In addition to his Thursday column, Duff McKagan is now answering reader questions throughout the week. Write to him at . Find all of


Question for Duff: Business Considerations Aside, Is Appetite Better On CD or Vinyl?

In addition to his Thursday column, Duff McKagan is now answering reader questions throughout the week. Write to him at Find all of Duff's posts here.
Q: I recently received a primo condition copy of (Guns N' Roses') Appetite For Destruction on vinyl that I bought from some serious collector dude in Kentucky who is selling all his wax and moving to a music server. He has his reasons, but I am sad for him...

It's been awhile since I've heard this album in it's analogue form; through a diamond and some high powered vintage era stereo-wars kit, and it sounds so fucking awesome it's making my pubic hairs stand on end. Which makes me wonder: What's your take on the analogue vs. digital debate? Do you have a preference when it comes to the formats? I'm not talking about what you have to do to sell music these days -- I'm asking if you have a preference when it comes to sitting down for some serious listening.

For yucks, I just A/B'd the two versions through the same system and I gotta tell you that to my admittedly Lizzy-chromed ear canals, the vinyl has an almost 3-D quality and sonic signature that is absent in my compact disc version. The vinyl sounds better and it's not even close.

Am I just showing my age here being ancient and cranky about the superiority of the old ways, or is there something to be said for that chunky old analogue sound? -- El Hugo

Duff: Yeah, well, in a whole shit-ton of ways, digital music fucking killed my business.

Back when CD's first came out, I had just started making real money in GNR. I had the best turntable and amps and speakers that money could buy, and I remember Slash and I going to a CD store on Ventura Blvd. to buys some CDs and a couple of CD players. This store had everything, and I remember just starting from 'A' and ending at 'Z', filling up a whole shopping cart while basically re-stocking everything I had on vinyl.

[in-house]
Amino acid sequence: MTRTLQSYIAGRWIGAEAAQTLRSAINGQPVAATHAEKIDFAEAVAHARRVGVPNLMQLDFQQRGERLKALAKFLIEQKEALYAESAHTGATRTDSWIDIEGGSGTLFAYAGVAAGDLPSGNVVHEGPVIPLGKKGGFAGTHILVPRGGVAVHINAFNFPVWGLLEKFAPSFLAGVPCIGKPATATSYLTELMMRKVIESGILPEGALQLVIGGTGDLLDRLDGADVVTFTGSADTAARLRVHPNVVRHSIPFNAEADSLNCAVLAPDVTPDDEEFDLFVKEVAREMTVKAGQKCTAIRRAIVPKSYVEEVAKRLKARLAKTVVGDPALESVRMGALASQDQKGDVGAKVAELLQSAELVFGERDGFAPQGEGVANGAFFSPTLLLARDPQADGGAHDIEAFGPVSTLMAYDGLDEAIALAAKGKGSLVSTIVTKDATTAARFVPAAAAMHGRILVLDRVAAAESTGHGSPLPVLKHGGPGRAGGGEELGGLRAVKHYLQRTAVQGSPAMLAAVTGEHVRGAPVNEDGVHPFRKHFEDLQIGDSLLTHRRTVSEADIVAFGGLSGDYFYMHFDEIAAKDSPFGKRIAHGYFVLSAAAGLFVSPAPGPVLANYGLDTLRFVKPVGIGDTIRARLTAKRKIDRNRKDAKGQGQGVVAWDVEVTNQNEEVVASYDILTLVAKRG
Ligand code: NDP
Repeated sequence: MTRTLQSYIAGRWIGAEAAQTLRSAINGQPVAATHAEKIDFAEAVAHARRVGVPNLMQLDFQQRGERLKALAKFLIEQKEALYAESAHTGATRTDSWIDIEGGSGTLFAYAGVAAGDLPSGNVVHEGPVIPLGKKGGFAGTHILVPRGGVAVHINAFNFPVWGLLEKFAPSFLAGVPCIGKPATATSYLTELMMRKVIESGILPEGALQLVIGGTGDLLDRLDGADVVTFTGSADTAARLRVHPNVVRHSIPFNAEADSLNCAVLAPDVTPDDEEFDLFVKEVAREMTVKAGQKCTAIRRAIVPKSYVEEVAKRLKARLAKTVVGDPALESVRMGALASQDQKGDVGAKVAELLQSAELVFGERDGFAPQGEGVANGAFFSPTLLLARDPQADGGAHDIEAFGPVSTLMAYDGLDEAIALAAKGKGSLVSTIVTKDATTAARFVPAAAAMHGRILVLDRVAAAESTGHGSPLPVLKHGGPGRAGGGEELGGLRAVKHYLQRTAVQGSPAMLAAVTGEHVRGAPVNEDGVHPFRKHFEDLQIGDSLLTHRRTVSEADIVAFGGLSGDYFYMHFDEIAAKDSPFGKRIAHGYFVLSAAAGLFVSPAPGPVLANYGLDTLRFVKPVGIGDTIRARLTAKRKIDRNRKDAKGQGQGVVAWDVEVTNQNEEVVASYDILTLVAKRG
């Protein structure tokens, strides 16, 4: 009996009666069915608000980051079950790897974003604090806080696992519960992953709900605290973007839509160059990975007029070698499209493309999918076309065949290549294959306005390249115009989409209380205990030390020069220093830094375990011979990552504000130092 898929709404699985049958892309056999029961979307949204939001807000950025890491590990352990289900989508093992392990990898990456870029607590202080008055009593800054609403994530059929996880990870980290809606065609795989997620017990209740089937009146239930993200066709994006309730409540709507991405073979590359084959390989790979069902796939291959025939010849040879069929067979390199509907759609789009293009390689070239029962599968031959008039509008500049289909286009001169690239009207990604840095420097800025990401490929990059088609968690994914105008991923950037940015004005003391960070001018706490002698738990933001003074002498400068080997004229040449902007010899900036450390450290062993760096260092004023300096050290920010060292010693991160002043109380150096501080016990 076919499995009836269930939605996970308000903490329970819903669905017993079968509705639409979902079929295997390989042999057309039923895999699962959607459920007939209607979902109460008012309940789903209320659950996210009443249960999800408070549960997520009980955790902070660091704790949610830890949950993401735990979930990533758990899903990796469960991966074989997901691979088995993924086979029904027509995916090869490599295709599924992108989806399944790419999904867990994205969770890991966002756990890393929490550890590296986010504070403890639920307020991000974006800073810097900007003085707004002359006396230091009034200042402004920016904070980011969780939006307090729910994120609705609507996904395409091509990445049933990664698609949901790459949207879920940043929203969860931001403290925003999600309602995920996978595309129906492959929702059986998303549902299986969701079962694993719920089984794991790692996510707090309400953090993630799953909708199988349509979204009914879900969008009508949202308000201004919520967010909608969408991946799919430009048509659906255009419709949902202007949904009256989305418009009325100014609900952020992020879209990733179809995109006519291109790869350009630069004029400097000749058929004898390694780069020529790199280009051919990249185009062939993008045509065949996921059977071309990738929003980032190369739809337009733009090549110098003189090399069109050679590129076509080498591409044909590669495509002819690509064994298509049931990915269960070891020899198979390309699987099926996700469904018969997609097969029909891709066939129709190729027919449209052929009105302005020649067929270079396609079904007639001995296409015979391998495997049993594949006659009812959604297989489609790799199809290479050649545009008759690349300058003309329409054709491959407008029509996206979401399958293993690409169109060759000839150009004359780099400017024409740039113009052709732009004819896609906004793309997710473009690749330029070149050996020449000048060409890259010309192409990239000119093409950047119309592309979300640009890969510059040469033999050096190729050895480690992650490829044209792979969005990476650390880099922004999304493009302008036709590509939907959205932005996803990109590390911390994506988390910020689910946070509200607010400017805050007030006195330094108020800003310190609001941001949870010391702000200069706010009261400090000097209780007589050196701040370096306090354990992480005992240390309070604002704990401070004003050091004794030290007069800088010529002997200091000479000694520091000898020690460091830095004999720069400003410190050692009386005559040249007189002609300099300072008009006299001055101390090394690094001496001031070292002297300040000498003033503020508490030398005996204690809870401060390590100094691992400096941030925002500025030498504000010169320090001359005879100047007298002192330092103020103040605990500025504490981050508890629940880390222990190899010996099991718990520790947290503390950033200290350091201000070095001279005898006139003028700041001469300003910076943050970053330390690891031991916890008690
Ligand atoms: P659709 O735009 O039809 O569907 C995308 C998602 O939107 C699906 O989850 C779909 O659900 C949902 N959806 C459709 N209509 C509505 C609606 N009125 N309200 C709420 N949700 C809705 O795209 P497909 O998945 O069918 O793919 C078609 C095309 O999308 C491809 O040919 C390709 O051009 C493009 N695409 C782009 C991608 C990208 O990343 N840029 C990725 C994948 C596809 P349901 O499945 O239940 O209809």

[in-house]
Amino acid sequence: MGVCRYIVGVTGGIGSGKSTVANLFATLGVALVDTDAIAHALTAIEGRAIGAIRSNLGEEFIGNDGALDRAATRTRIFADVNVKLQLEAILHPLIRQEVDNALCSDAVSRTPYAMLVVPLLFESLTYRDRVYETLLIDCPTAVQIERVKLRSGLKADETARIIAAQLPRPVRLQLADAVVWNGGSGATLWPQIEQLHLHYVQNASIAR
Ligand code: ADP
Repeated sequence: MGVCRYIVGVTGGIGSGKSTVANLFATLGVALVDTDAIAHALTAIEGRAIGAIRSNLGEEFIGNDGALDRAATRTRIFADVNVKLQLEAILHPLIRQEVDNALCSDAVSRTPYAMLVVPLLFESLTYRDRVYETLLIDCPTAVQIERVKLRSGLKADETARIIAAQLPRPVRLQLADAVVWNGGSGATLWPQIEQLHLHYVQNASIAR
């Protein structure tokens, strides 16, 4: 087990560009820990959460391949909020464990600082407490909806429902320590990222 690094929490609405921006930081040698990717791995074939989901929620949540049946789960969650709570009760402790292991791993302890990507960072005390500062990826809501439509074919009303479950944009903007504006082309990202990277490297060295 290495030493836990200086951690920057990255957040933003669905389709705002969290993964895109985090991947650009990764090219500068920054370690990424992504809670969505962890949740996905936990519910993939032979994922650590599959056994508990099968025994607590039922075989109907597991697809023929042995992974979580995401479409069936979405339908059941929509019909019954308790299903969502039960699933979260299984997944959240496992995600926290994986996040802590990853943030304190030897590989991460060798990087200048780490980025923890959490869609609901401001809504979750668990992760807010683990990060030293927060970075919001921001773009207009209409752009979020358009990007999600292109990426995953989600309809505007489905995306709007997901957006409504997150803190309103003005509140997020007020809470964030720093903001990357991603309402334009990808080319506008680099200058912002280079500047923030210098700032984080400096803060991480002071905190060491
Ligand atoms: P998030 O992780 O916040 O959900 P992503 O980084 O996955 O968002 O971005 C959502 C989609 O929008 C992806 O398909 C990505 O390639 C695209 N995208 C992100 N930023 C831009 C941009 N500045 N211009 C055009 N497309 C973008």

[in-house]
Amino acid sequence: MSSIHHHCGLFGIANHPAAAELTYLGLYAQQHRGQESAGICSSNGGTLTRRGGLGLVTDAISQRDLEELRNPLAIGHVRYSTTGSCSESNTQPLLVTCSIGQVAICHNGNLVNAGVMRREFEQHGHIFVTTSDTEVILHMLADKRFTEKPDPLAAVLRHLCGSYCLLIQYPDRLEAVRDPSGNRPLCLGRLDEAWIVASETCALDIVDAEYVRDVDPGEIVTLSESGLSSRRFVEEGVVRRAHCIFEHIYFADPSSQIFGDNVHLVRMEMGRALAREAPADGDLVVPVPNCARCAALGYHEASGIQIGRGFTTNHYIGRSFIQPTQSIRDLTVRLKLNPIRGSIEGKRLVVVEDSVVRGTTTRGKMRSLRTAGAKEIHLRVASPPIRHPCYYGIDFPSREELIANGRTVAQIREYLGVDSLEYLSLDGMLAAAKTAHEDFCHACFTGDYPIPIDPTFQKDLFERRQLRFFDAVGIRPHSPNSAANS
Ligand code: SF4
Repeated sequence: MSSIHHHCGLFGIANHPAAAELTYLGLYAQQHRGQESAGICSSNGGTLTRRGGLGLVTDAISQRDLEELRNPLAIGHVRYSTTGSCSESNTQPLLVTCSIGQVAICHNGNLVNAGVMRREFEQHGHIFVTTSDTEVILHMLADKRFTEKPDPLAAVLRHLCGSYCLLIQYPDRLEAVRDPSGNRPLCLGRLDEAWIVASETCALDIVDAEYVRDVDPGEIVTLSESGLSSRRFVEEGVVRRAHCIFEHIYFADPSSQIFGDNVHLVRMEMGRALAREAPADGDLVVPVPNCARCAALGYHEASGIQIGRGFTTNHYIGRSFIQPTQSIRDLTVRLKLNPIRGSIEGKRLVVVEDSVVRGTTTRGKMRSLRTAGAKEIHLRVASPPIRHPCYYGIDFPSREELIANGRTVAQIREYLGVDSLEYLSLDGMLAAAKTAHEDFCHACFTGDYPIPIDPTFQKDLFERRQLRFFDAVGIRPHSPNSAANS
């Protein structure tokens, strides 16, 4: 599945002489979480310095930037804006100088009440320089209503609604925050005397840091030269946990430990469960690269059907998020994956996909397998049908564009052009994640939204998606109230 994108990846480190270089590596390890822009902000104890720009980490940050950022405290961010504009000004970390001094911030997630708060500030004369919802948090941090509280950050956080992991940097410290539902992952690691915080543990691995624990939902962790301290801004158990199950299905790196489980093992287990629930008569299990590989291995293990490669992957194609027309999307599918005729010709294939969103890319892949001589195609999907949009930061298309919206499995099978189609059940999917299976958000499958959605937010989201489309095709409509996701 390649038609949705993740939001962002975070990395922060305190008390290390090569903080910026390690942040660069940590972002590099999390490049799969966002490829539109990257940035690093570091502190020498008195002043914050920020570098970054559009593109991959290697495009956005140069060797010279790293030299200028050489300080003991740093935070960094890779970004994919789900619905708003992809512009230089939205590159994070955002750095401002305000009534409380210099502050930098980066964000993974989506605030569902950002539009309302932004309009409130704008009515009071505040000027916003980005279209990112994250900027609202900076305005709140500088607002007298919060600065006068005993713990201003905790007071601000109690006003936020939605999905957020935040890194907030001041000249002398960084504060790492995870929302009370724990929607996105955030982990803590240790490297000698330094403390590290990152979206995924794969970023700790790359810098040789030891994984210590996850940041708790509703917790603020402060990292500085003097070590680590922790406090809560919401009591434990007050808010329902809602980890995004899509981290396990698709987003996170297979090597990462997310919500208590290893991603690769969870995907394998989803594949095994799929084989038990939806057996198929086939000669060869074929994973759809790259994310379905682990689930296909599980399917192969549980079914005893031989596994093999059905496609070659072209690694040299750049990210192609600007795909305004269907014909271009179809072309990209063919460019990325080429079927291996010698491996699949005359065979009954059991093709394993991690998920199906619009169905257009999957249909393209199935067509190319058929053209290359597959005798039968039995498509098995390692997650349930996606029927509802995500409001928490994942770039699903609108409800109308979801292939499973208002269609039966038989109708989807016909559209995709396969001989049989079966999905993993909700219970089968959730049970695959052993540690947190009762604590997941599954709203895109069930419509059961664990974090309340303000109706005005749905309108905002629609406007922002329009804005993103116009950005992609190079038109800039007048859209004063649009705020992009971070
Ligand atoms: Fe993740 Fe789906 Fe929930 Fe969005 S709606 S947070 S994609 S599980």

It seemed like this was cutting edge shit, and that I was at the forefront of the technology...until I got home and realized it ALL sounded like shit compared to my vinyl. Anyone who says different, must just be so used to every bit of a digital track being used up, that actual 'space' in a song, must sound weird and maybe archaic.

But back then, we didn't realize that this was just a game being played by the major labels to do what Slash and I had fell hook, line, and sinker for; re-buying ALL of their product! Multiply that by everyone on this planet, and you are talking about trillions of dollars! What the major label powers were too short-sighted and greedy to realize is that home computers were becoming more and more popular, and that digital bits and pieces could be sent back and forth between users.

The artist is STILL the one paying the ultimate price. With gas prices up so high, no one selling CDs, and lower ticket prices EVERYWHERE, it will be a miracle to have any other choice but seeing local bands for awhile. In Seattle, though, that ain't such a bad thing!

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